Mood disorders can truly affect people’s lives. Sadly, many people don’t understand mood disorders and therefore can’t understand why people can’t just “snap out” of their bad moods. However, mood disorders are more than the occasional blues. The definition of mood disorders is: “psychological disorders characterized by emotional extremes”. It can come in forms such as major depressive disorder which is a prolonged depression and hopelessness; or as bipolar or manic-depressive disorder which is where a person is more likely to alternate between depression and a sort of mania or an overexcited and hyperactive state.
There are many things that can cause depression and not all depression is long lasting. In fact there is a type of depression known as SAD, or seasonal affective disorder, in which people feel a lack of hope during certain seasons (mainly darker and colder seasons). There are many different things that are believed to cause this.
Believe it or not about 13% of U.S adults have experienced some kind of depressive disorder. According to WHO, in 2002 depression was the leading cause of disability. Depression makes everyday tasks impossible.
Temporary depression happens to all of us. However if you show at least five signs of depression for more than two weeks that have nothing to do with a medical condition or drug abuse, then you have major depressive disorder. Here are some of the signs of depression: lethargy, feelings of worthlessness, loss of interest in things that used to make you happy, loss of interest in family and friends.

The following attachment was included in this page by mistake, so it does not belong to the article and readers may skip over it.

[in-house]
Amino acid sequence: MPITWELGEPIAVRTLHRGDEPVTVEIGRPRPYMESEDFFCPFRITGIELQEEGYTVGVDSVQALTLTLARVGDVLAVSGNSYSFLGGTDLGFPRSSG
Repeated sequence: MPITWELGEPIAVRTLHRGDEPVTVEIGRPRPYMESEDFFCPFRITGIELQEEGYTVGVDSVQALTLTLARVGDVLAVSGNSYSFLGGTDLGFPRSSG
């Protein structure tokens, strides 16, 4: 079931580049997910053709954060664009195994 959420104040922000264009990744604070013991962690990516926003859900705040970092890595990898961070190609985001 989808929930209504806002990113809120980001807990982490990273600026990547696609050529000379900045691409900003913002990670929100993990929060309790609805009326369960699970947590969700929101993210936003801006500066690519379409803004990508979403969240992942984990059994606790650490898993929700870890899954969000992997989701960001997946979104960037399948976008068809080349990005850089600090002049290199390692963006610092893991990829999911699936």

What about Bipolar Disorder? Think mood swings. People with bipolar disorder will go through stages of mania where they are typically over talkative, overactive, very excited (however can be very easily irritated), they need very little sleep, and have few sexual inhibitions. They may speak very loudly and be difficult to interrupt. However, in milder forms this mania’s energy and free-flowing thinking can fuel creativity. However, what goes up must come down. Before long the persons manic phase crashes and they can plunge into a deep depression.
That is just the beginning of the phenomenon of depression. Not enough people understand this disorder and therefore it can be difficult to diagnose. If you or someone you know has any of the prolonged symptoms, get help. Depression can be very difficult to live with and we should take every step possible in order to better understand the disease as well as fight it!
Myers, G. David (2009) Exploring Psychology (8th Ed.) New York, NY: Worth Publishers